As a young boy, David Profumo and his family made an ‘annual summer pilgrimage north to my uncle’s estate in Sutherland’. ‘My first thrill’ on arrival, he relates in this memoir, ‘was to unload the Vauxhall shooting brake’. Not many nine-year-olds would have known what a shooting brake was, let alone been allowed anywhere near one.
At the lodge, a tweedified aristocratic pantomime unfolded. The crofters paid their rents in person to ‘His Lordship’. In the evening the men wore smoking jackets and suede slippers and played bridge or dumb crambo. Dumb crambo!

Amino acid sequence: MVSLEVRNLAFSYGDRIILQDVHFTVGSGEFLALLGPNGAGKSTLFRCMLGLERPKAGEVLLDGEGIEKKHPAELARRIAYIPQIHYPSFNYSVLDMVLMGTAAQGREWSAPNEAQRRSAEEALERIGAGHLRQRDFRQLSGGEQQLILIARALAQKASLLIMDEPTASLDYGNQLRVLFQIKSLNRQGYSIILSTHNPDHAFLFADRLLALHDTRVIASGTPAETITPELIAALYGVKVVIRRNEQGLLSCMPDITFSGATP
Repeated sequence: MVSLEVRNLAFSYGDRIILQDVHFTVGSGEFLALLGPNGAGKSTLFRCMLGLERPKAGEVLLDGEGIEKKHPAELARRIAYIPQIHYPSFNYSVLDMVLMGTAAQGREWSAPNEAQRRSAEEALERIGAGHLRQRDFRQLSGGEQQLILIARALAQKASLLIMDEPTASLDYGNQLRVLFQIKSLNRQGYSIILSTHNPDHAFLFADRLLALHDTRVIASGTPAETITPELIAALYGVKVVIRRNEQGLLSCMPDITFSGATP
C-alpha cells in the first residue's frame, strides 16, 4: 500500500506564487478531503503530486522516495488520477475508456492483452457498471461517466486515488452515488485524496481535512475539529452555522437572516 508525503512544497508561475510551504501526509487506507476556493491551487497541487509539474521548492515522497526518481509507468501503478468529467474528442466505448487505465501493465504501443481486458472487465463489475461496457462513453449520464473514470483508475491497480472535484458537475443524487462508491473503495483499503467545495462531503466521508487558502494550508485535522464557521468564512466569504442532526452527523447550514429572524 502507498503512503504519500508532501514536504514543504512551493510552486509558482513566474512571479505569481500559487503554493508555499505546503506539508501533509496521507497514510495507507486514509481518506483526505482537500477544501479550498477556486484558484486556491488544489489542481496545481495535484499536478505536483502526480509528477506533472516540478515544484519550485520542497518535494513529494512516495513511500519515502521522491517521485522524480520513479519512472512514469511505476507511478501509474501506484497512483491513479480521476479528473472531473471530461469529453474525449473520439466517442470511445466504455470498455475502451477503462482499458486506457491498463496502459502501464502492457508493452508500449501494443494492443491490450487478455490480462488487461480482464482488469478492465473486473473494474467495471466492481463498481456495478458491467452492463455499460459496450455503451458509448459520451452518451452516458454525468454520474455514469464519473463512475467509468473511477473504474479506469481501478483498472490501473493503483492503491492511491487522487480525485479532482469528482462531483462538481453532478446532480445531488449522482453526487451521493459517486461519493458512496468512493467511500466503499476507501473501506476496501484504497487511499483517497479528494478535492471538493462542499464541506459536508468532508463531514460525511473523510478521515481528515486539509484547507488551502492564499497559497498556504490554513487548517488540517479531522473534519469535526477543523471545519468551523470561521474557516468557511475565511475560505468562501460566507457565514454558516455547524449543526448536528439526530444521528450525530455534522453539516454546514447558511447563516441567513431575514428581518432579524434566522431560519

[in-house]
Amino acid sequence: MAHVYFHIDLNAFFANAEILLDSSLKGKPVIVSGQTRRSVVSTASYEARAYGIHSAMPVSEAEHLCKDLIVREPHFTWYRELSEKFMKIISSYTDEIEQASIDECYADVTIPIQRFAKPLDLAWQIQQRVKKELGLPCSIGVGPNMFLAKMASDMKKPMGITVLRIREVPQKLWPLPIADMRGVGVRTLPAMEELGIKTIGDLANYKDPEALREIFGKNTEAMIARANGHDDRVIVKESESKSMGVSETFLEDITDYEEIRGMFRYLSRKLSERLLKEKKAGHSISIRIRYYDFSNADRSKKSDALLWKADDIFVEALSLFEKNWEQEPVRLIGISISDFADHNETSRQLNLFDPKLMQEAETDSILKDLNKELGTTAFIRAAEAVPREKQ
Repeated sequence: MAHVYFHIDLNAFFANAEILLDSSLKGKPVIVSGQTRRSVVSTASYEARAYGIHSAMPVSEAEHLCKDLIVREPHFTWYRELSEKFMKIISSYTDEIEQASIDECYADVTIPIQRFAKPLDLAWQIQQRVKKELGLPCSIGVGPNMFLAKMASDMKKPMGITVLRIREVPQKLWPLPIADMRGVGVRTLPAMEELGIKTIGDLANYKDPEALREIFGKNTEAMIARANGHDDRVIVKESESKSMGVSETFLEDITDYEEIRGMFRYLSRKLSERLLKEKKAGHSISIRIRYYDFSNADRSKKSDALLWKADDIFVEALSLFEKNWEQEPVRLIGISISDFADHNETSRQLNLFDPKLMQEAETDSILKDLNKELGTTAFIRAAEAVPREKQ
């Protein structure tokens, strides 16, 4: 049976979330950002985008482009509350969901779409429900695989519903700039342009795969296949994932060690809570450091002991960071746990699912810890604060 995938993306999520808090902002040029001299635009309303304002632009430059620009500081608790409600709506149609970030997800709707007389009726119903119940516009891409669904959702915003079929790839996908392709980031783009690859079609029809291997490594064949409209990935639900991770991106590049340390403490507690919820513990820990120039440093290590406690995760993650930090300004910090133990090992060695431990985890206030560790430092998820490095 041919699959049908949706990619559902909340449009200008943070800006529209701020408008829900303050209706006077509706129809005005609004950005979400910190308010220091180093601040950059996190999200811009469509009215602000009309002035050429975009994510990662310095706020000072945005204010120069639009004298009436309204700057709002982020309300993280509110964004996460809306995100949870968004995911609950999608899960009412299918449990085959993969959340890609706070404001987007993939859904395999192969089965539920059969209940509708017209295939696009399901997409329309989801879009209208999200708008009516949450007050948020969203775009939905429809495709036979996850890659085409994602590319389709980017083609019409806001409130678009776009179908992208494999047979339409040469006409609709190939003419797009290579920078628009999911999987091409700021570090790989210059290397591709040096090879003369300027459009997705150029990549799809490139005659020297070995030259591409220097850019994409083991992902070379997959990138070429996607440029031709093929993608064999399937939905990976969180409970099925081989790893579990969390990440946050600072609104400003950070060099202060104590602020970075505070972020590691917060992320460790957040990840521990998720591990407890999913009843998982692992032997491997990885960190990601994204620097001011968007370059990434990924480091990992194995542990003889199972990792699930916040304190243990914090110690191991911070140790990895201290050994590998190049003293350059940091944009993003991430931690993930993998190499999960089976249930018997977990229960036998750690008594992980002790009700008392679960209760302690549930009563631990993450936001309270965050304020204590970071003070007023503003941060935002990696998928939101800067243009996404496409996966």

It was, on the surface, a gilded childhood, but with dark shadows cast by the boy’s father, John, and the scandal known as the Profumo affair. ‘This was a time’, Profumo writes, ‘when the family was intent on creating an illusion of harmony.’ A few weeks after John Profumo’s resignation